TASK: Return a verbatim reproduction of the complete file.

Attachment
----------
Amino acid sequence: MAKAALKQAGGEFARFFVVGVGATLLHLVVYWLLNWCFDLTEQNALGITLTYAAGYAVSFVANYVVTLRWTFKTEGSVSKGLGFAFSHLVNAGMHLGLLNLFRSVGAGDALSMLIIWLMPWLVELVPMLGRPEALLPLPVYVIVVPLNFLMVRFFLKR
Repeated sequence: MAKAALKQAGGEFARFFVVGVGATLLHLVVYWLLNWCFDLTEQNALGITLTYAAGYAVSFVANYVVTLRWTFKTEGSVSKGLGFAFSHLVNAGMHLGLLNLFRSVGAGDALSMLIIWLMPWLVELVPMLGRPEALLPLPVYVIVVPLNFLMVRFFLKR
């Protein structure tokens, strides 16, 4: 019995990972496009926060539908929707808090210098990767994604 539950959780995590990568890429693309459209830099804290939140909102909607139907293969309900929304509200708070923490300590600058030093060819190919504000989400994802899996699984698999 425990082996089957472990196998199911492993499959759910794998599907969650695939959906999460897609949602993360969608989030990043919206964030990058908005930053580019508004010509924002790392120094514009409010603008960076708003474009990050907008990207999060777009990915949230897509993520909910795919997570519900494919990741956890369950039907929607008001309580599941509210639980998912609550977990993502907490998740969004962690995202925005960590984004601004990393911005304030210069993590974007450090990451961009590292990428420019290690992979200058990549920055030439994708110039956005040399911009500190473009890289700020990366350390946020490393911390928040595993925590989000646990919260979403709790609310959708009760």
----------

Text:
Amino acid sequence: MAKAALKQAGGEFARFFVVGVGATLLHLVVYWLLNWCFDLTEQNALGITLTYAAGYAVSFVANYVVTLRWTFKTEGSVSKGLGFAFSHLVNAGMHLGLLNLFRSVGAGDALSMLIIWLMPWLVELVPMLGRPEALLPLPVYVIVVPLNFLMVRFFLKR
Repeated sequence: MAKAALKQAGGEFARFFVVGVGATLLHLVVYWLLNWCFDLTEQNALGITLTYAAGYAVSFVANYVVTLRWTFKTEGSVSKGLGFAFSHLVNAGMHLGLLNLFRSVGAGDALSMLIIWLMPWLVELVPMLGRPEALLPLPVYVIVVPLNFLMVRFFLKR
């Protein structure tokens, strides 16, 4: 019995990972496009926060539908929707808090210098990767994604 539950959780995590990568890429693309459209830099804290939140909102909607139907293969309900929304509200708070923490300590600058030093060819190919504000989400994802899996699984698999 425990082996089957472990196998199911492993499959759910794998599907969650695939959906999460897609949602993360969608989030990043919206964030990058908005930053580019508004010509924002790392120094514009409010603008960076708003474009990050907008990207999060777009990915949230897509993520909910795919997570519900494919990741956890369950039907929607008001309580599941509210639980998912609550977990993502907490998740969004962690995202925005960590984004601004990393911005304030210069993590974007450090990451961009590292990428420019290690992979200058990549920055030439994708110039956005040399911009500190473009890289700020990366350390946020490393911390928040595993925590989000646990919260979403709790609310959708009760």